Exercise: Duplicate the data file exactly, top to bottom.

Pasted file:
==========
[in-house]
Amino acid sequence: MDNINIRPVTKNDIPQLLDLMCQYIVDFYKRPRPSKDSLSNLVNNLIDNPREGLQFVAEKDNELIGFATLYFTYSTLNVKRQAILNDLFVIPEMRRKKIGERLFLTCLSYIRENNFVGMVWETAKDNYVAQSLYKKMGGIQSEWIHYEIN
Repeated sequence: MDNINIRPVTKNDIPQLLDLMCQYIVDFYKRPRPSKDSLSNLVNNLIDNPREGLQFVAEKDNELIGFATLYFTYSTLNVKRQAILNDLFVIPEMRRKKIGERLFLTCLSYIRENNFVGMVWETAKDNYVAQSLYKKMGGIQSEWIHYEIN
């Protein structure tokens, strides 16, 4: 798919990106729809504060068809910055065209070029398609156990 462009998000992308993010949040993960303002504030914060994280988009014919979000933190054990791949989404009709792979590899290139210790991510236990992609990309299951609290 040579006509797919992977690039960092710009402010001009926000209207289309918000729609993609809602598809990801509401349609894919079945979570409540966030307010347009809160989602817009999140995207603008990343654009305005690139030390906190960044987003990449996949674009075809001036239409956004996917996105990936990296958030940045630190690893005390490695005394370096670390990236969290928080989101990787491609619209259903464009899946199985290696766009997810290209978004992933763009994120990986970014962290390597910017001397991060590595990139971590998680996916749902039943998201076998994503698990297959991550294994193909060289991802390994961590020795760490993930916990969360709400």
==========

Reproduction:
[in-house]
Amino acid sequence: MDNINIRPVTKNDIPQLLDLMCQYIVDFYKRPRPSKDSLSNLVNNLIDNPREGLQFVAEKDNELIGFATLYFTYSTLNVKRQAILNDLFVIPEMRRKKIGERLFLTCLSYIRENNFVGMVWETAKDNYVAQSLYKKMGGIQSEWIHYEIN
Repeated sequence: MDNINIRPVTKNDIPQLLDLMCQYIVDFYKRPRPSKDSLSNLVNNLIDNPREGLQFVAEKDNELIGFATLYFTYSTLNVKRQAILNDLFVIPEMRRKKIGERLFLTCLSYIRENNFVGMVWETAKDNYVAQSLYKKMGGIQSEWIHYEIN
């Protein structure tokens, strides 16, 4: 798919990106729809504060068809910055065209070029398609156990 462009998000992308993010949040993960303002504030914060994280988009014919979000933190054990791949989404009709792979590899290139210790991510236990992609990309299951609290 040579006509797919992977690039960092710009402010001009926000209207289309918000729609993609809602598809990801509401349609894919079945979570409540966030307010347009809160989602817009999140995207603008990343654009305005690139030390906190960044987003990449996949674009075809001036239409956004996917996105990936990296958030940045630190690893005390490695005394370096670390990236969290928080989101990787491609619209259903464009899946199985290696766009997810290209978004992933763009994120990986970014962290390597910017001397991060590595990139971590998680996916749902039943998201076998994503698990297959991550294994193909060289991802390994961590020795760490993930916990969360709400």